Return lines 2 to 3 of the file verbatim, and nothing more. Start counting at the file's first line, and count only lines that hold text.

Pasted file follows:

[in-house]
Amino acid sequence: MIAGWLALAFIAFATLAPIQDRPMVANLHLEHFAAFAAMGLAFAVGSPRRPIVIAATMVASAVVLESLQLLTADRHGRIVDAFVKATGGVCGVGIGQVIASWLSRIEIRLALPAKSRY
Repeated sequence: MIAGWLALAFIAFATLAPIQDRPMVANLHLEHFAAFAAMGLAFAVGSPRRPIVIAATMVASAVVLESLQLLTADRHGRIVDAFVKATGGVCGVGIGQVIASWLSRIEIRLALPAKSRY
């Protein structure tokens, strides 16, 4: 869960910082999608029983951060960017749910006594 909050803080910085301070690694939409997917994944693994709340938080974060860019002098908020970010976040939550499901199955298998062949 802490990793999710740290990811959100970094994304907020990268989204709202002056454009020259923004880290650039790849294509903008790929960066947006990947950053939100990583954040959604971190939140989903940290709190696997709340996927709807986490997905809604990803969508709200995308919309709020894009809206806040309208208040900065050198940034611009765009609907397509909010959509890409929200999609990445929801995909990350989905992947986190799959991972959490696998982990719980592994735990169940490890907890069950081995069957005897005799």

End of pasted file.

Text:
Amino acid sequence: MIAGWLALAFIAFATLAPIQDRPMVANLHLEHFAAFAAMGLAFAVGSPRRPIVIAATMVASAVVLESLQLLTADRHGRIVDAFVKATGGVCGVGIGQVIASWLSRIEIRLALPAKSRY
Repeated sequence: MIAGWLALAFIAFATLAPIQDRPMVANLHLEHFAAFAAMGLAFAVGSPRRPIVIAATMVASAVVLESLQLLTADRHGRIVDAFVKATGGVCGVGIGQVIASWLSRIEIRLALPAKSRY